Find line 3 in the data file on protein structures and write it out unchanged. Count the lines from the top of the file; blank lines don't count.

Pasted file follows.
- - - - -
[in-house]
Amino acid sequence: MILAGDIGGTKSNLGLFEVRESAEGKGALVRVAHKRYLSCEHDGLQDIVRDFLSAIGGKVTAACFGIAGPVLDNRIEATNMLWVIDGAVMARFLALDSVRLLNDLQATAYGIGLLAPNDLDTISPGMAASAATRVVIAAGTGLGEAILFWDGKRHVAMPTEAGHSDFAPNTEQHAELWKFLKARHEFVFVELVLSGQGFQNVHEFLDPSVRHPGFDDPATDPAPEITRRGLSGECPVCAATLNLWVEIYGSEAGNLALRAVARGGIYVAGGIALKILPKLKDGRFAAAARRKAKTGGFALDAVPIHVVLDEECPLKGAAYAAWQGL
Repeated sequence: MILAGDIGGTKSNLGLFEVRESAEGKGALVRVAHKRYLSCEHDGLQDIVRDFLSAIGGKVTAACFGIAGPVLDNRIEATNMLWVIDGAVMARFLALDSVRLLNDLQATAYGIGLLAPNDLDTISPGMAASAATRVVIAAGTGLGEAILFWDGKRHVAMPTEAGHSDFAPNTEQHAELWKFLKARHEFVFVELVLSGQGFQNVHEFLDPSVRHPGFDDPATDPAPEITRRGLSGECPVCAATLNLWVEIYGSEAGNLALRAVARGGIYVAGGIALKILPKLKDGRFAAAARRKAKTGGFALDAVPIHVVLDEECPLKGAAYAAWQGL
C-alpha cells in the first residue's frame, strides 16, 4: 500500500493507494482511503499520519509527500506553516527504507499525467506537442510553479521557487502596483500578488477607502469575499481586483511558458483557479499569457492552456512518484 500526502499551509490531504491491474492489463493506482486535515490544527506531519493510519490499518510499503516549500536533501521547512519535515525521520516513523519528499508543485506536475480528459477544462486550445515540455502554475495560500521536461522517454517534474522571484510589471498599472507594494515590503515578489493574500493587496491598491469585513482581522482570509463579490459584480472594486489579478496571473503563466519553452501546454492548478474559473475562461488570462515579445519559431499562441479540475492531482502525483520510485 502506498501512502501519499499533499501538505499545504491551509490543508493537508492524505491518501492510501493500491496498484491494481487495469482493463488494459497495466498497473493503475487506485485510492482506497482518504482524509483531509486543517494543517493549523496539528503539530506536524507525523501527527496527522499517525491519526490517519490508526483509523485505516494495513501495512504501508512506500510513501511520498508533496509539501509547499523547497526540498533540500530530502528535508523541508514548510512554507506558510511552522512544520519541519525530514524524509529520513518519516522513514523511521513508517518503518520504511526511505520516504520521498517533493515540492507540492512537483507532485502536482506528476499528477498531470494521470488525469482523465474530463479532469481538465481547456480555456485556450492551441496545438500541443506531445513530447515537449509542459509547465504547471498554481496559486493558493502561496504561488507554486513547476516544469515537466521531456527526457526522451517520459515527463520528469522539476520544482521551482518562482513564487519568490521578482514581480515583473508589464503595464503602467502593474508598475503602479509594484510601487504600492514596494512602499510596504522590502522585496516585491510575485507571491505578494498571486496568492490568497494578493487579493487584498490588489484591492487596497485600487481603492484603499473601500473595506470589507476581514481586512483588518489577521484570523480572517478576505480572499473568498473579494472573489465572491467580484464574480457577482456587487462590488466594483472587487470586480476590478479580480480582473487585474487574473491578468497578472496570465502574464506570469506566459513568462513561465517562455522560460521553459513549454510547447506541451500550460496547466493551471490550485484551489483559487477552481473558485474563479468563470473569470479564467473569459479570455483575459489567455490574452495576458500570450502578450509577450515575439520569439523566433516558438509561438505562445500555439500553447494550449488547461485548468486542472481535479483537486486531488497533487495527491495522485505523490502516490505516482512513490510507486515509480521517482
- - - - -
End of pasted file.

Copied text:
Repeated sequence: MILAGDIGGTKSNLGLFEVRESAEGKGALVRVAHKRYLSCEHDGLQDIVRDFLSAIGGKVTAACFGIAGPVLDNRIEATNMLWVIDGAVMARFLALDSVRLLNDLQATAYGIGLLAPNDLDTISPGMAASAATRVVIAAGTGLGEAILFWDGKRHVAMPTEAGHSDFAPNTEQHAELWKFLKARHEFVFVELVLSGQGFQNVHEFLDPSVRHPGFDDPATDPAPEITRRGLSGECPVCAATLNLWVEIYGSEAGNLALRAVARGGIYVAGGIALKILPKLKDGRFAAAARRKAKTGGFALDAVPIHVVLDEECPLKGAAYAAWQGL